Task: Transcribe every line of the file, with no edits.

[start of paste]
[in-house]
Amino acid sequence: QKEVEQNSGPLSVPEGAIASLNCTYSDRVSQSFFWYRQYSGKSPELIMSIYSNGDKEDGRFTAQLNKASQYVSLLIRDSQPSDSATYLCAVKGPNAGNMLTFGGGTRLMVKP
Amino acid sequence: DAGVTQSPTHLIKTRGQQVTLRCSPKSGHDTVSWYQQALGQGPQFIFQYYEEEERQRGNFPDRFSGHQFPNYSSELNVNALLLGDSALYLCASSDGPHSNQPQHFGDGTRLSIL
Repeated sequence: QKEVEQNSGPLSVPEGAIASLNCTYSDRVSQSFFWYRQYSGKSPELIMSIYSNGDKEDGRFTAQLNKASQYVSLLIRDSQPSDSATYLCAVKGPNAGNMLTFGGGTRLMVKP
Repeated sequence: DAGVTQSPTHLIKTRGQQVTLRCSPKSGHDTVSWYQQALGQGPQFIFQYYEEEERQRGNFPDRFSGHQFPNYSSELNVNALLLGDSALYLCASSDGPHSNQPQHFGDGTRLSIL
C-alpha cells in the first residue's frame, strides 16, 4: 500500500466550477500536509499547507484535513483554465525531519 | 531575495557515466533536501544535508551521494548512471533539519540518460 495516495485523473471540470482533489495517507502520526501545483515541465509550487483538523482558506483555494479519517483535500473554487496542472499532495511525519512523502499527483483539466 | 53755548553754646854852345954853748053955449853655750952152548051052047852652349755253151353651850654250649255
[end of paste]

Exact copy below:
[in-house]
Amino acid sequence: QKEVEQNSGPLSVPEGAIASLNCTYSDRVSQSFFWYRQYSGKSPELIMSIYSNGDKEDGRFTAQLNKASQYVSLLIRDSQPSDSATYLCAVKGPNAGNMLTFGGGTRLMVKP
Amino acid sequence: DAGVTQSPTHLIKTRGQQVTLRCSPKSGHDTVSWYQQALGQGPQFIFQYYEEEERQRGNFPDRFSGHQFPNYSSELNVNALLLGDSALYLCASSDGPHSNQPQHFGDGTRLSIL
Repeated sequence: QKEVEQNSGPLSVPEGAIASLNCTYSDRVSQSFFWYRQYSGKSPELIMSIYSNGDKEDGRFTAQLNKASQYVSLLIRDSQPSDSATYLCAVKGPNAGNMLTFGGGTRLMVKP
Repeated sequence: DAGVTQSPTHLIKTRGQQVTLRCSPKSGHDTVSWYQQALGQGPQFIFQYYEEEERQRGNFPDRFSGHQFPNYSSELNVNALLLGDSALYLCASSDGPHSNQPQHFGDGTRLSIL
C-alpha cells in the first residue's frame, strides 16, 4: 500500500466550477500536509499547507484535513483554465525531519 | 531575495557515466533536501544535508551521494548512471533539519540518460 495516495485523473471540470482533489495517507502520526501545483515541465509550487483538523482558506483555494479519517483535500473554487496542472499532495511525519512523502499527483483539466 | 53755548553754646854852345954853748053955449853655750952152548051052047852652349755253151353651850654250649255